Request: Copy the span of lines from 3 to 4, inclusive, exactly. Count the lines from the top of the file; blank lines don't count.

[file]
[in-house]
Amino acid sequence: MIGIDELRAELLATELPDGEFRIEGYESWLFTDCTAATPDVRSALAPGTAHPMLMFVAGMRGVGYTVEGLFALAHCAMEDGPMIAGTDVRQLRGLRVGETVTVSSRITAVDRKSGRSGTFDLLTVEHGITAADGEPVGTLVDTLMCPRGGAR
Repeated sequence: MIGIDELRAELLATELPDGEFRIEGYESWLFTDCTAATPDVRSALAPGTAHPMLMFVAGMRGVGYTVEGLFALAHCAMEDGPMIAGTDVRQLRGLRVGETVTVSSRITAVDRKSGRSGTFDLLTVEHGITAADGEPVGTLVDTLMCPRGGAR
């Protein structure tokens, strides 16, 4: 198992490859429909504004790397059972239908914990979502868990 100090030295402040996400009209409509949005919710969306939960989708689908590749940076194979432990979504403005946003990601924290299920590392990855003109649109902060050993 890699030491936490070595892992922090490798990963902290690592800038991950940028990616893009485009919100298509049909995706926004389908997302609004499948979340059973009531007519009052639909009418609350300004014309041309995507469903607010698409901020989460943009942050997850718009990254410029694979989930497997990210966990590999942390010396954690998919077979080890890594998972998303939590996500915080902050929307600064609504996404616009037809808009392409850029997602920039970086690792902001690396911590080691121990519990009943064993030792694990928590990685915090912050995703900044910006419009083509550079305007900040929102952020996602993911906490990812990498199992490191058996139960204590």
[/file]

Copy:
Repeated sequence: MIGIDELRAELLATELPDGEFRIEGYESWLFTDCTAATPDVRSALAPGTAHPMLMFVAGMRGVGYTVEGLFALAHCAMEDGPMIAGTDVRQLRGLRVGETVTVSSRITAVDRKSGRSGTFDLLTVEHGITAADGEPVGTLVDTLMCPRGGAR
């Protein structure tokens, strides 16, 4: 198992490859429909504004790397059972239908914990979502868990 100090030295402040996400009209409509949005919710969306939960989708689908590749940076194979432990979504403005946003990601924290299920590392990855003109649109902060050993 890699030491936490070595892992922090490798990963902290690592800038991950940028990616893009485009919100298509049909995706926004389908997302609004499948979340059973009531007519009052639909009418609350300004014309041309995507469903607010698409901020989460943009942050997850718009990254410029694979989930497997990210966990590999942390010396954690998919077979080890890594998972998303939590996500915080902050929307600064609504996404616009037809808009392409850029997602920039970086690792902001690396911590080691121990519990009943064993030792694990928590990685915090912050995703900044910006419009083509550079305007900040929102952020996602993911906490990812990498199992490191058996139960204590």